Rosetta 3.2 Release Manual

Documentation for the FlexPepDock application

Author:
Barak Raveh, Nir London, Ora Schueler-Furman

Metadata

Last updated April 13, 2010 ; PI: Ora Schueler-Furman oraf@ekmd.huji.ac.il.

Code and Demo

References

The main reference for the FlexPepDock protocol includes additional scientific background, in-depth technical details about the protocol, and large-scale assessment of the protocol performance over a large dataset of peptide-protein complexes:

Raveh B*, London N* and Schueler-Furman O
Sub-angstrom Modeling of Complexes between Flexible Peptides and Globular Proteins
Proteins, 2010 (in press, DOI 0.1002/prot.22716)

Purpose

A wide range of regulatory processes in the cell are mediated by flexible peptides that fold upon binding to globular proteins. The FlexPepDock protocol is designed to create high-resolution models of complexes between flexible peptides and globular proteins, starting from approximate, coarse-grain models. The protocol iteratively optimizes the peptide backbone and its rigid-body orientation relative to the receptor protein, in addition to on-the-fly side-chain optimization, and was benchmarked over a large dataset of peptide-protein interactions.

Algorithm

The input to the protocol is an initial coarse model of the peptide-protein complex (approximate backbone coordinates for peptide in the receptor binding site). Initial side-chain coordinates (such as the crystallographic side-chains of an unbound receptor) can be optionally provided as part of the input model. The first step in our protocol involves the pre-packing of the input structure, to remove internal clashes in the protein monomer and the peptide (see prepack mode below). In the second step (see peptide docking mode below), the protocol optimizes the peptide backbone and its rigid-body orientation relative to the receptor protein, in addition to on-the-fly side-chain optimization. This step is repeated k times, and includes an optional low-resolution (centroid) mode pre-optimization. The output models are ranked by the user based on their energy score. Our protocol is described in detail in the Methods section in Raveh, London et al., Proteins 2010 (see References). Do note that this protocol is not meant for ab-initio peptide docking - an initial starting structure must be provided to the protocol. For more information, see the following tips about correct usage of FlexPepDock.

Modes

Input Files

FlexPepDock requires the following inputs:

Options

Note that the -flexpep_prepack, -rbMCM/torsionsMCM and the -flexPepDockingMinimizeOnly flags denote different modes of functionality, and are therefore mutually exclusive (-rbMCM and -torsionsMCM can be used together, but not with the other flags).

I. Basic FlexPepDock flags:

Flag Description Type Default
-receptor_chain chain-id of receptor protein String first chain in input
-peptide_chain chain-id of peptide protein String second chain in input
-rbMCM Perform rigid body mcm in the main loop of the protocol Boolean false
-torsionsMCM Perform mcm small/sheer moves on peptide backbone in the main loop of the protocol Boolean false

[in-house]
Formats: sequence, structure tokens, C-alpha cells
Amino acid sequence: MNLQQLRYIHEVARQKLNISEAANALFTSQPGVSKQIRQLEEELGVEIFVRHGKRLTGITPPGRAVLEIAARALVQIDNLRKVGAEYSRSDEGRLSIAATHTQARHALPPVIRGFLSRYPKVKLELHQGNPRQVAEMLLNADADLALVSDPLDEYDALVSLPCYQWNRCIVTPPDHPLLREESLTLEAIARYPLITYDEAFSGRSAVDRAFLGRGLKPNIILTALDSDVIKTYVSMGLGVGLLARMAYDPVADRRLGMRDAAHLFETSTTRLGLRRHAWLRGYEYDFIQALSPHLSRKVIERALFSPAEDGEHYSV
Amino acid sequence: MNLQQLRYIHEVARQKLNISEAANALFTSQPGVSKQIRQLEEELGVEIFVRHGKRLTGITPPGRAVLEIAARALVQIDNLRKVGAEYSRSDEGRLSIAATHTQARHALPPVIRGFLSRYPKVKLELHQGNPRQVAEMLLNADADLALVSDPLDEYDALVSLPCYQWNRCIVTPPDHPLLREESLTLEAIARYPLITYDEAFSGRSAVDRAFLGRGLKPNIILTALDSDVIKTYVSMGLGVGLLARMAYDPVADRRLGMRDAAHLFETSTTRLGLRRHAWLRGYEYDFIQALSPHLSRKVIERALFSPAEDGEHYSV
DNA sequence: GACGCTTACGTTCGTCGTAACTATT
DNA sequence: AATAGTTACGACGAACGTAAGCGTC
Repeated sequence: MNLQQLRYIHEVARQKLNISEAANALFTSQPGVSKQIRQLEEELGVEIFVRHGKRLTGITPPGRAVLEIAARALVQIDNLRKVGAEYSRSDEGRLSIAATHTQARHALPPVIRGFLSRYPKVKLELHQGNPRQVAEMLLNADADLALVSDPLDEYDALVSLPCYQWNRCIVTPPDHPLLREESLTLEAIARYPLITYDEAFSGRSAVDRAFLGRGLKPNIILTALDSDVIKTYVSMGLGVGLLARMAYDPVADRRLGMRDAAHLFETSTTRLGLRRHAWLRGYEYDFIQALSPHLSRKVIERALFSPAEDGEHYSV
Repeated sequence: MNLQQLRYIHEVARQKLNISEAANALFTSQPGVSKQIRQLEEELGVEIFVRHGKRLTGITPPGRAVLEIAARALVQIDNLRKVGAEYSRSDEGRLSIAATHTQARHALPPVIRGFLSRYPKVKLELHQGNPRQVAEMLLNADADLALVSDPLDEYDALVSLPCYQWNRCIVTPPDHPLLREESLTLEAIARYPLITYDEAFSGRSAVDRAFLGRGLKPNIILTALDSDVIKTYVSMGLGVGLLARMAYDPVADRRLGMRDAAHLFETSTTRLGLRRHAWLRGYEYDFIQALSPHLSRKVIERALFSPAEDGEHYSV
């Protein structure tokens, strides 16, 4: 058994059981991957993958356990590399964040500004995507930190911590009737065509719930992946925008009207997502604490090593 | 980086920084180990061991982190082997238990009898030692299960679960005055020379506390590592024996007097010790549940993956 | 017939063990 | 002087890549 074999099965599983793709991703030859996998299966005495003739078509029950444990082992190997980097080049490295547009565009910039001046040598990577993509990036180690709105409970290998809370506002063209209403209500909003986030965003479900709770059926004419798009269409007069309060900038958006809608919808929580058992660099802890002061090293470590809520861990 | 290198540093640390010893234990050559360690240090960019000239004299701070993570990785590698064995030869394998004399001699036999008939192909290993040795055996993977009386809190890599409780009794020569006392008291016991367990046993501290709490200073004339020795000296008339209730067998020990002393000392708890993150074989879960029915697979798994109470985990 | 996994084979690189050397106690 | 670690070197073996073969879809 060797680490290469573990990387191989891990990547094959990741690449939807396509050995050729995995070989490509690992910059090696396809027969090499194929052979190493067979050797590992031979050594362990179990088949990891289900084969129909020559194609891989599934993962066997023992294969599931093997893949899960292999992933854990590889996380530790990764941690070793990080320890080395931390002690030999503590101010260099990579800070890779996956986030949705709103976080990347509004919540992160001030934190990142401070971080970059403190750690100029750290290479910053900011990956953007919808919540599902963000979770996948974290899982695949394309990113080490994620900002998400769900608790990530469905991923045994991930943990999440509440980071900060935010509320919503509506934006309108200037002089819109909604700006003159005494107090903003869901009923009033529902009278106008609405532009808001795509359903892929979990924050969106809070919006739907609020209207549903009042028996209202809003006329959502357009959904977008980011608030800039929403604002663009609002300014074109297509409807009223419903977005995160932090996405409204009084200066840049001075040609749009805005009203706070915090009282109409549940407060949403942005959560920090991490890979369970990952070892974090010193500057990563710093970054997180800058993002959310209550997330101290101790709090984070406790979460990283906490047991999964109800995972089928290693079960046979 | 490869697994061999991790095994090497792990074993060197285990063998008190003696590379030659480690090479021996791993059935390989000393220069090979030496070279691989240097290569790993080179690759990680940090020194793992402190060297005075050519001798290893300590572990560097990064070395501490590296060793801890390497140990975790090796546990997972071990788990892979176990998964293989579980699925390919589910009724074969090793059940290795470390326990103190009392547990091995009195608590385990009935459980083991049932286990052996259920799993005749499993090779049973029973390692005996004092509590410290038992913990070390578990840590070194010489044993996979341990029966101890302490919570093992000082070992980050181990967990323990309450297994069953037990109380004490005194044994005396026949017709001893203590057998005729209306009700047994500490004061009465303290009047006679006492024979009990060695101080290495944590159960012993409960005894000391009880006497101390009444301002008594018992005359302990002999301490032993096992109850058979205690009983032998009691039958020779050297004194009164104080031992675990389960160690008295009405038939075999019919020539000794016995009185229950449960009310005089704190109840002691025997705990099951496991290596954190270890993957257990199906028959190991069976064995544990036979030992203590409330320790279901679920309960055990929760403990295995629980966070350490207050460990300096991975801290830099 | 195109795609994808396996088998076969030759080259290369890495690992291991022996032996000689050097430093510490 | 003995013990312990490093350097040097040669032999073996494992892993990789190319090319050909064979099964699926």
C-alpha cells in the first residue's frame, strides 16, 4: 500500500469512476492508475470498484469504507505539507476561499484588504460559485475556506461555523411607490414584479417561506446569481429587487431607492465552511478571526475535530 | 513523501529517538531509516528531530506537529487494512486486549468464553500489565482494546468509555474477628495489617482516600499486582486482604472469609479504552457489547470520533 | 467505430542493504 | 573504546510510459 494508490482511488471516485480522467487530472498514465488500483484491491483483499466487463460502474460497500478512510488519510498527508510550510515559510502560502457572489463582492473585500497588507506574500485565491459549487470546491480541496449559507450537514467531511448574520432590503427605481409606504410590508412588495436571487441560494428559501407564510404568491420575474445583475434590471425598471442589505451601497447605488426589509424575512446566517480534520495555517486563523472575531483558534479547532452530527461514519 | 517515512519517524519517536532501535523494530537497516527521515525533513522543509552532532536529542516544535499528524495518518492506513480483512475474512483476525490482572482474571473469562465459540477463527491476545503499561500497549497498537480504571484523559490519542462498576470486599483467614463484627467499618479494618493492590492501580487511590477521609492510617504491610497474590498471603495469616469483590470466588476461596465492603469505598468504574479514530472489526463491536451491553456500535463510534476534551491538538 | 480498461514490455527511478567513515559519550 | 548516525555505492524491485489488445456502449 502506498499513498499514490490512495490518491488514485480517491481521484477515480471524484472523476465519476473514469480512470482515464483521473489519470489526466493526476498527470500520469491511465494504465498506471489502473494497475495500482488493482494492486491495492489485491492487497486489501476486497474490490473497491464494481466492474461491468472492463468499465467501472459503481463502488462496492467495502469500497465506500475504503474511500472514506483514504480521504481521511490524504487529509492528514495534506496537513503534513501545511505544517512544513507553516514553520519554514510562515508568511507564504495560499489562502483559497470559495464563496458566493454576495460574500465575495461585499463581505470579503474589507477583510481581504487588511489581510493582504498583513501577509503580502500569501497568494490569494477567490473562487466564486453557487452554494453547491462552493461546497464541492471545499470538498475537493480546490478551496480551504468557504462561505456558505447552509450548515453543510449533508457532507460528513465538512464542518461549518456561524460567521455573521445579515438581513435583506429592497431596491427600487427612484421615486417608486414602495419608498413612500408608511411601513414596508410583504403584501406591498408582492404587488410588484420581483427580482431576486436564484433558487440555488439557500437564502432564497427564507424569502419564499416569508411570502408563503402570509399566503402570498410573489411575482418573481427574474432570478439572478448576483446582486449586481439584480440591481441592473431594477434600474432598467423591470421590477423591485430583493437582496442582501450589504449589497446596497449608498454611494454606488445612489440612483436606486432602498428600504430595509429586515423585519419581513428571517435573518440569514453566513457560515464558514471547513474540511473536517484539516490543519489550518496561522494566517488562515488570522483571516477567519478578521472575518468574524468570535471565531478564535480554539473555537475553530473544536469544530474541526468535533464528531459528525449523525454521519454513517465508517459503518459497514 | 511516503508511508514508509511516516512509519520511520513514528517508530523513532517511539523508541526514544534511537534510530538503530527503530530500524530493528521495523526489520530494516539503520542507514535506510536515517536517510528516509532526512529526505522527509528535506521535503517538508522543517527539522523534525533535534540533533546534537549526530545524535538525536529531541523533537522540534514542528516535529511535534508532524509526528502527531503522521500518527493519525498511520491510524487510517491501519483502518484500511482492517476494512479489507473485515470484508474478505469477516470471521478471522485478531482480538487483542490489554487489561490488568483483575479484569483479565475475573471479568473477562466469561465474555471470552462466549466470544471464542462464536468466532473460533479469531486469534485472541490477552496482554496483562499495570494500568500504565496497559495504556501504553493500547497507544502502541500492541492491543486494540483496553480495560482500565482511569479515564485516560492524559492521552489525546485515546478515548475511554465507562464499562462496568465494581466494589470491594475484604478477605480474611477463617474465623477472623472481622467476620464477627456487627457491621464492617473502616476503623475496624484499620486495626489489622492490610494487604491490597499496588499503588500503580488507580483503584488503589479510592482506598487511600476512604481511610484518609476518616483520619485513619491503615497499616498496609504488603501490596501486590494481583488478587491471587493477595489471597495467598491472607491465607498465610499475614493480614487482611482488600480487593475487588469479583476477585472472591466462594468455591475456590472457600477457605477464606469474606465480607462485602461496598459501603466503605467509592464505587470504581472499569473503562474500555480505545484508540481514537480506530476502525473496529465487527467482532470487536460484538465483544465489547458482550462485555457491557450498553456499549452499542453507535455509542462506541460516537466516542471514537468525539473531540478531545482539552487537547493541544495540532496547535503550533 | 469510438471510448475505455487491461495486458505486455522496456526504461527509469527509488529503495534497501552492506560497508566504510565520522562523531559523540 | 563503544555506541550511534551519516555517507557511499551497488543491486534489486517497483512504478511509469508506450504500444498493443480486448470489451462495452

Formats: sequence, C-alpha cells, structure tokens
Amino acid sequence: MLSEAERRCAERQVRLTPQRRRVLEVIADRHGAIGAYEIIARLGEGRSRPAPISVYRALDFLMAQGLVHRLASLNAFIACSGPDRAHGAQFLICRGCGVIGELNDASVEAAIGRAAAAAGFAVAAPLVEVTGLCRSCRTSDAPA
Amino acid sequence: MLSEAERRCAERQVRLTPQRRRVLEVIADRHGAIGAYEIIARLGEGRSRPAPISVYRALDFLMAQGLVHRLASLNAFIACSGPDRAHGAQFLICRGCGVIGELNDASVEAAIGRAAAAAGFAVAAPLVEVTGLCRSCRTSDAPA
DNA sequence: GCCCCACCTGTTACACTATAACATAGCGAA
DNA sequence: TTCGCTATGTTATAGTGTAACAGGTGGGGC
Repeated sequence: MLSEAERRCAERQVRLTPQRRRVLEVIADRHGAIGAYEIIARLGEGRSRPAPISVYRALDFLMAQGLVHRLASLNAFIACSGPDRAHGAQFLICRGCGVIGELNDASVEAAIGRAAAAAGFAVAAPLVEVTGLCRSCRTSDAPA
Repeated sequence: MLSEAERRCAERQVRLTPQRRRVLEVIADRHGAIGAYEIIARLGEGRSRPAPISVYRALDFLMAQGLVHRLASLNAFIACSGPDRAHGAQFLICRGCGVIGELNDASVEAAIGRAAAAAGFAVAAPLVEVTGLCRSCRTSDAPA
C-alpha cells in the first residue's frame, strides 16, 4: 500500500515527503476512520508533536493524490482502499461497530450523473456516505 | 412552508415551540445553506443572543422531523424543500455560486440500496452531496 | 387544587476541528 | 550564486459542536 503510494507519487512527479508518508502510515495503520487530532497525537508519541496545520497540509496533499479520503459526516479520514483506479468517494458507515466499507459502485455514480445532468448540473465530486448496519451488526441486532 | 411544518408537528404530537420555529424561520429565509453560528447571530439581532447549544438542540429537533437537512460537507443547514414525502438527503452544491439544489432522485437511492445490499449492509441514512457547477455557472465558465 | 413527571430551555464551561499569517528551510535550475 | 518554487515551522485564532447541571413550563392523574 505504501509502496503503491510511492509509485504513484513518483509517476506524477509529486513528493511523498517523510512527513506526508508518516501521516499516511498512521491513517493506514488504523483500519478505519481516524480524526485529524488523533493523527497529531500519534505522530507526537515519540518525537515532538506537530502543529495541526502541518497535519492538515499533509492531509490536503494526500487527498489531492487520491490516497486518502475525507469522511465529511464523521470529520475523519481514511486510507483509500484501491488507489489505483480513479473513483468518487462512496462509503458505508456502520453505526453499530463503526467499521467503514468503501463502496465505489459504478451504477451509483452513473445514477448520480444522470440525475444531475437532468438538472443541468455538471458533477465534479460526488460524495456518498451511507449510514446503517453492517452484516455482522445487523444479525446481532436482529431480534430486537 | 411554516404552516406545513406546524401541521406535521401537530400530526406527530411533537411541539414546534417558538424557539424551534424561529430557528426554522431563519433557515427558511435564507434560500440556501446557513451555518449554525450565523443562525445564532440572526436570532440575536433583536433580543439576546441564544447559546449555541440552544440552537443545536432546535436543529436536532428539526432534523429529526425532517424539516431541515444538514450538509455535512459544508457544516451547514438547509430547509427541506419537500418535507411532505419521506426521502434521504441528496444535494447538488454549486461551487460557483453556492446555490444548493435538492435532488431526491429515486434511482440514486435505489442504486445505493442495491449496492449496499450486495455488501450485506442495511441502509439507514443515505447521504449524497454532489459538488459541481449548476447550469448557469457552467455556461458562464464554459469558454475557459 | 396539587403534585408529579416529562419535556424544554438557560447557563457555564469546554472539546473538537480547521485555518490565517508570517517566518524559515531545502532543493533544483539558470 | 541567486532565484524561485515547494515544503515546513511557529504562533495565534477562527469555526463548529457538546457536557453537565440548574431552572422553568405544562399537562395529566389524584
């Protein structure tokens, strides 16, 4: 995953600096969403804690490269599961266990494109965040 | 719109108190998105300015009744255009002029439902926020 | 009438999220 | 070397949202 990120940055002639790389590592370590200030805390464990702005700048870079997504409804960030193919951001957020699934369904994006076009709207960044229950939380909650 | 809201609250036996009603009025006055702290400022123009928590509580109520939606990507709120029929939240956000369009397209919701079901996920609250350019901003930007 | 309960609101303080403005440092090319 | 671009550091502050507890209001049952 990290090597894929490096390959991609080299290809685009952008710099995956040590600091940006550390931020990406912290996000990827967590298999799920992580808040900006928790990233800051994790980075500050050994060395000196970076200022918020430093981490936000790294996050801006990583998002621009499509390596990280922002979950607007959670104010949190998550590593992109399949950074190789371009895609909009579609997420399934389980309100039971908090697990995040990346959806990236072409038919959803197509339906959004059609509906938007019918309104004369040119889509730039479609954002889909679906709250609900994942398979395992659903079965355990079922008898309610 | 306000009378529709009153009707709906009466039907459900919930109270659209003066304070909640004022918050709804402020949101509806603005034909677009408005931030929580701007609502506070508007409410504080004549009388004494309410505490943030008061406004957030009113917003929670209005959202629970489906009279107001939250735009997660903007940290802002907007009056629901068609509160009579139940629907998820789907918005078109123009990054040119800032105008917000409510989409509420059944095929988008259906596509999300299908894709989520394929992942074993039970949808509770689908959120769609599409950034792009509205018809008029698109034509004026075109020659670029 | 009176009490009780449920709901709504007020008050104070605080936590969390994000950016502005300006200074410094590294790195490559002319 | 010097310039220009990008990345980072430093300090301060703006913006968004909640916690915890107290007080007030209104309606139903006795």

-lowres_preoptimize Perform a preliminary round of centroid mode optimization before going into high-resolution. See more details below. Boolean false
-flexpep_prepack Prepacking optimizes the side-chains of each monomer separately (without any docking). Boolean false
-flexpep_score_only Read in a complex, score it and output interface statistics Boolean false
-flexPepDockingMinimizeOnly Perform only a short minimization on the input complex Boolean false
-ref_startstruct Alternative start structure for scoring statistics, instead of the original start structure (useful as reference for rescoring previous runs with the flexpep_score_only flag.) File N/A
-peptide_anchor Set the peptide anchor residue manually. It is recommended to override the default value only if one strongly suspects the critical region for peptide binding is extremely remote from its center of mass. Integer Residue nearest to the peptide center of mass.

II. Relevant Common Rosetta flags

More information on common Rosetta flags can be found in the relevant rosetta manual pages. In particular, flags related to the job-distributor (jd2), scoring function, constraint files and packing resfiles are identical to those in any other Rosetta protocol).

Flag Description
-in:file:s
Or
-in:file:silent
Specify starting structure (in:file:s for PDB format, in:file:silent for silent file format).
-in:file:silent_struct_type
-out:file:silent_struct_type
Format of silent file to be read in/out. For silent output, use the binary file type since other types may not support ideal form

-native

Specify the native structure for which to compare in RMSD calculations. This is a required flag. When the native is not known use the starting structure as native.
-nstruct Number of decoys to create in the simulation
-unboundrot Add the rotamers of the specified structure to the rotamer library (usually used to include rotamers of unbound monomer)
-use_input_sc pass accepted rotamers from the input structure between Monte-Carlo with Minimization (MCM) cycles. Unlike the -unboundrot flag, not all rotamers from the input structure are added each time to the rotamer library, but only those accepted at the end of each round the remaining conformations are lost.
-ex1/-ex1aro -ex2/-ex2aro -ex3 -ex4 Adding extra side-chain rotamers (highly recommended). The -ex1 and -ex2aro flags were used in our own tests, and therefore are recommended as default values.
-database The Rosetta database

III. Expert flags

	
Flag Description Type Default
-rep_ramp_cycles The number of outer cycles for the protocol. In each cycle, the repulsive energy of Rosetta is gradually rampped up and the attractive energy is rampped down, before inner-cycles of Monte-Carlo with Minimiation (MCM) are applied.

Integer 10

-mcm_cycles Number of inner-cycles for both rigid-body and torsion-angle Monte-Carlo with Minimization (MCM) procedures.

Integer 8
-smove_angle_range Defines the perturbations size of small/sheer moves. Real 6.0
-extend_peptide start the protocol with the peptide in extended conformation (neglect original peptide conformation ; extend from the anchor residue)

Boolean false

Tips

  • A typical run in three steps:
    1. pre-pack your initial complex

       FlexPepDocking.{ext}
      -database ${mini_db} -s input.pdb -native native.pdb -flexpep_prepack
       -ex1 -ex2aro [-unboundrot unbound.pdb]
      

    2. generate 100 (or more) decoys with the -lowres_preoptimize flag, and additional 100 decoys (or more) without this flag, by two separate runs (the low resolution can be skipped if you are in a hurry)

      FlexPepDocking.{ext}
      -database ${minidb} -s start.pdb -native native.pdb